Rhododendron austrinum

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Rhododendron austrinum
Rhododendron austrinum 1.jpg

Vulnerable (NatureServe)
Scientific classification
R. austrinum
Binomial name
Rhododendron austrinum
(Small) Rehder

Rhododendron austrinum is a species of flowering plant in the heath family known by the common names Florida flame azalea, honeysuckle azalea, Southern yellow azalea, and orange azalea. It is native to the southern United States, where it can be found in Alabama, Florida, Georgia, and Mississippi.[1] It is also a common ornamental plant.[2]

This species is a shrub growing up to 10 feet tall and 8 wide. It has deciduous oval leaves 2 to 4 inches long. It blooms profusely in large yellow or orange flowers which have a pleasant scent.[3] The stamens protrude up to 2 inches from the flower's mouth. The funnel-shaped flowers are borne in clusters of up to fifteen.[4] The flowers come in before the new spring leaves emerge.[3]

The plant is a common garden species because of its showy, fragrant flowers in shades of yellow or cream to nearly red.[2][5] They attract hummingbirds and butterflies.[4]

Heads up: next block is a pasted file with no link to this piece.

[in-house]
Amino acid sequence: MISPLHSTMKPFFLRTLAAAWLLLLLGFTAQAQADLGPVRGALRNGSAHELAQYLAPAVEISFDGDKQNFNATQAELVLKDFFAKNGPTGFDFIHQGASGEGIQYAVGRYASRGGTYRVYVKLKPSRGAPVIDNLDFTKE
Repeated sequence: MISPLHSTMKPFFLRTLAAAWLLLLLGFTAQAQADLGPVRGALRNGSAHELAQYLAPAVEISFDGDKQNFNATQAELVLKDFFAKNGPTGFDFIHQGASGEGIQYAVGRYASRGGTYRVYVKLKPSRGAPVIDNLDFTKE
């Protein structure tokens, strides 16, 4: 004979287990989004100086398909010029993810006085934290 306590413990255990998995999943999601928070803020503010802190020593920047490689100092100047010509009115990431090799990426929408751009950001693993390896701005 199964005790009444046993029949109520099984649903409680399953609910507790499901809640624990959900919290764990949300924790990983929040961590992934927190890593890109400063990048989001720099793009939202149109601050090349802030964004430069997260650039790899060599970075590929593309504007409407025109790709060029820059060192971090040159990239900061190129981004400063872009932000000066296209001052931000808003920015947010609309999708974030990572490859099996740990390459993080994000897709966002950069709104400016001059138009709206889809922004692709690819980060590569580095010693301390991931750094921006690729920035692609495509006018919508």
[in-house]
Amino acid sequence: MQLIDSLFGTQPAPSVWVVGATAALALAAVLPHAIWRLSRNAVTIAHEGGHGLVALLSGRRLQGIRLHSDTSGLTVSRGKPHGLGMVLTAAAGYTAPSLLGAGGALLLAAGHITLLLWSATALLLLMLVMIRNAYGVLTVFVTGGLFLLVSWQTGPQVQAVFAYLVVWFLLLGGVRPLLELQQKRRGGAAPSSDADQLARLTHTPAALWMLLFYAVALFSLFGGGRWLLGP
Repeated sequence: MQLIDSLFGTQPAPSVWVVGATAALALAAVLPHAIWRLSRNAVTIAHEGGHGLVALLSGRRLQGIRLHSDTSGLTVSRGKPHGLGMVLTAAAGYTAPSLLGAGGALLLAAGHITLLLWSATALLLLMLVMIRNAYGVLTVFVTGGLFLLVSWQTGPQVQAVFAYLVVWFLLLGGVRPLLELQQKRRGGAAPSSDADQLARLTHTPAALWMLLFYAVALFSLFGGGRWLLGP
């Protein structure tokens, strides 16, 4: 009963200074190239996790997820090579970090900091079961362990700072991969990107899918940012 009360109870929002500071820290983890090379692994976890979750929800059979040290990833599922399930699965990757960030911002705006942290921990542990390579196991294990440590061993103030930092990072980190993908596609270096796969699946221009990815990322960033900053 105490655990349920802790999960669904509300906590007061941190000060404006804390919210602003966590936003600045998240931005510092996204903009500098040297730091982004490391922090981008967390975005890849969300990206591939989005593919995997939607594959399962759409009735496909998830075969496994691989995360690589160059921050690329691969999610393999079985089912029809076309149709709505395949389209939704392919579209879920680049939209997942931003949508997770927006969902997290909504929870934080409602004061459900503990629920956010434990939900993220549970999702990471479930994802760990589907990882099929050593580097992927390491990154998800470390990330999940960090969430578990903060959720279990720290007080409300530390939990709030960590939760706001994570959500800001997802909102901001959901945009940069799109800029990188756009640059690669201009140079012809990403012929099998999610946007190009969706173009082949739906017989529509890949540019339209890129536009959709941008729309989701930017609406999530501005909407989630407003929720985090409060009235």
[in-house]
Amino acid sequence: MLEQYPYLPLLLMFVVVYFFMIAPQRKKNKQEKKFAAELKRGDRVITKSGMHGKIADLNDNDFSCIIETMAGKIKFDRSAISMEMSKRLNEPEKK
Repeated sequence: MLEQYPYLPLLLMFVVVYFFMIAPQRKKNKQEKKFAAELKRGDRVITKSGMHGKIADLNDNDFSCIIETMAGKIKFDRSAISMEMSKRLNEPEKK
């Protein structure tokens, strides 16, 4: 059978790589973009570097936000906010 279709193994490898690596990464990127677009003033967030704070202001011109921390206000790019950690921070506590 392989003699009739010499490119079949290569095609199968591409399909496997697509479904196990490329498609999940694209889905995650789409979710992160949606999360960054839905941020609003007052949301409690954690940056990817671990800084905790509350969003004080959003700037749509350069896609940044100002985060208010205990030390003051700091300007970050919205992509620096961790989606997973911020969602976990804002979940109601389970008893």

In the wild, the plant is a regional endemic occurring in and around the Florida Panhandle. It occupies moist and wet acidic substrates in ravines and other areas. It is threatened by the destruction of its habitat during conversion of the land to agriculture, silviculture, and other uses.[1]

Rhododendron austrinum shrub


  1. ^ a b Rhododendron austrinum. The Nature Conservancy.
  2. ^ a b Rhododendron austrinum. Archived 2011-10-26 at the Wayback Machine. Center for Plant Conservation.
  3. ^ a b Rhododendron austrinum. University of Florida IFAS Extension.
  4. ^ a b Rhododendron austrinum. Missouri Botanical Garden.
  5. ^ Rhododendron austrinum. North Carolina State University Horticultural Science.

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